Researchers Say Supercontinent 'Amasia' Will Form Once Pacific Ocean Disappears
Researchers at Curtin University and Peking University say the Earth's continents will collide within the next 200 million to 300 million years.
Image via Getty/Zhihao
Earth is headed toward unrecognizable changes.
According to researchers at Curtin University in Australia and Peking University in China, the world will experience a geological reconfiguration caused by the Pacific Ocean’s inevitable disappearance. The study, published by the National Science Review, highlights the fact that the globe’s oldest and largest ocean began shrinking during the dinosaur era, and continues to lose a few centimeters every year. This process, paired with the movement of tectonic plates, will lead to the formation of a new supercontinent known as “Amasia.”
Using calculations generated by a supercomputer, researchers determined Australia will attach to Asia as the Americas get pulled to the west. The masses will eventually collide, as Antarctica merges with South America, and Africa closes in on Europe.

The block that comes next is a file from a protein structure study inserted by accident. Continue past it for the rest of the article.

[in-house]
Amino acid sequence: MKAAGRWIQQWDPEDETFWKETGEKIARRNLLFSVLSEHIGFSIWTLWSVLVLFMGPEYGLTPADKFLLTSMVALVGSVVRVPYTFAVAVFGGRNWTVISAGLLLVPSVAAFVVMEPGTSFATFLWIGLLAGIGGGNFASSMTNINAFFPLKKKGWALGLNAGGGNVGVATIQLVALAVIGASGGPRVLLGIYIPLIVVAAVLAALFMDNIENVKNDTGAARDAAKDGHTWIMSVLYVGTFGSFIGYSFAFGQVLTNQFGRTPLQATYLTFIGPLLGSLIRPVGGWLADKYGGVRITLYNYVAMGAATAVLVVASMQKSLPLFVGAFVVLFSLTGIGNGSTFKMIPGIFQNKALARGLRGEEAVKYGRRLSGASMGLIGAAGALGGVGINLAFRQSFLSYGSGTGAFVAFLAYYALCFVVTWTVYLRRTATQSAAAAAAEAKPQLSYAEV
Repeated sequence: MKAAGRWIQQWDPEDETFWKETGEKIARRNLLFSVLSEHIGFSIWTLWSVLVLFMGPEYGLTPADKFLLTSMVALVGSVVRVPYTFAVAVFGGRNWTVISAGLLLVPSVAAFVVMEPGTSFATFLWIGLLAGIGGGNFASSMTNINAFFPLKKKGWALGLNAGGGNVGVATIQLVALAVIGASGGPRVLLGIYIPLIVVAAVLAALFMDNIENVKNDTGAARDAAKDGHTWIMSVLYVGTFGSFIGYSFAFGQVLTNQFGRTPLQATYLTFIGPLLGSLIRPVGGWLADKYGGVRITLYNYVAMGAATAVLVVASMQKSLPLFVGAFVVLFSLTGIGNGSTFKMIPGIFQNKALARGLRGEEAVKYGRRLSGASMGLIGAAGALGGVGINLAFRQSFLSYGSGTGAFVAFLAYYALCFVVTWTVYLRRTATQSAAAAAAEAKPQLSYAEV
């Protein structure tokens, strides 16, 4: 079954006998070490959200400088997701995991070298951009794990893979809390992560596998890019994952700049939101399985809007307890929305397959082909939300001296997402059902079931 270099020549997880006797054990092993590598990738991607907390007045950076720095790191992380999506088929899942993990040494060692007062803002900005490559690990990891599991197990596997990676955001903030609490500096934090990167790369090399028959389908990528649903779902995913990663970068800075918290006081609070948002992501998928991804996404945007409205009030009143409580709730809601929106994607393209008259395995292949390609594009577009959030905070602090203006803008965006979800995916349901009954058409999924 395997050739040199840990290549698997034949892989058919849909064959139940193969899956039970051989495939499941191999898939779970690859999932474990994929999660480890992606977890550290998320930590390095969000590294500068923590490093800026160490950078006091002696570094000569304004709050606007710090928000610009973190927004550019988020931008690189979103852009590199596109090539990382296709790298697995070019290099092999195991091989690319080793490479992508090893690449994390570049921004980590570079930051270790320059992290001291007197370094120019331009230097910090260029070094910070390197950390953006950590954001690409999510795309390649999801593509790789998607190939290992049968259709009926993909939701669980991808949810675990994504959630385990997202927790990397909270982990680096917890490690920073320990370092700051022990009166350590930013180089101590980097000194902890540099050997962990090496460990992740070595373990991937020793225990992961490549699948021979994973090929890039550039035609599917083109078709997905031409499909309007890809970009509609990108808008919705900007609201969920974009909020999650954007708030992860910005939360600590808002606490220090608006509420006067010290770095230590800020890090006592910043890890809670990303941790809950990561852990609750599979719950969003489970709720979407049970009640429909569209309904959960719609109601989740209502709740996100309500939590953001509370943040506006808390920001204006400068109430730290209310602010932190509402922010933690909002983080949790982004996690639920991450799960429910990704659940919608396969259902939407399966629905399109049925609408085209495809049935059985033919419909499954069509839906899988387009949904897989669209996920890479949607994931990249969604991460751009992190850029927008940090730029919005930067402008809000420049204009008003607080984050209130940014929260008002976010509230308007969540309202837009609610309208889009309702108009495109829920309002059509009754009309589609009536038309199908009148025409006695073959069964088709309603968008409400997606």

But there’s no need for concern, as we’ll be long gone before the shifts take place. Evidence shows a supercontinent forms on the Earth every 600 million years. The last and most famous one was Pangaea, which formed about 300 million years ago and separated between 120 million and 130 million years later.
“Over the past two billion years, Earth’s continents have collided together to form a supercontinent every 600 million years, known as the supercontinent cycle,” lead author Dr. Chuan Huang said in a statement. “This means that the current continents are due to come together again in a couple of hundred of million years’ time.”
The study’s co-author Zheng-Xiang Li said the collision of continents would significantly alter the Earth’s eco-system and biodiversity.
“Earth as we know it will be drastically different when Amasia forms. The sea level is expected to be lower, and the vast interior of the supercontinent will be very arid with high daily temperature ranges,’ Li said. ‘Currently, Earth consists of seven continents with widely different ecosystems and human cultures, so it would be fascinating to think what the world might look like in 200 to 300 million years’ time.”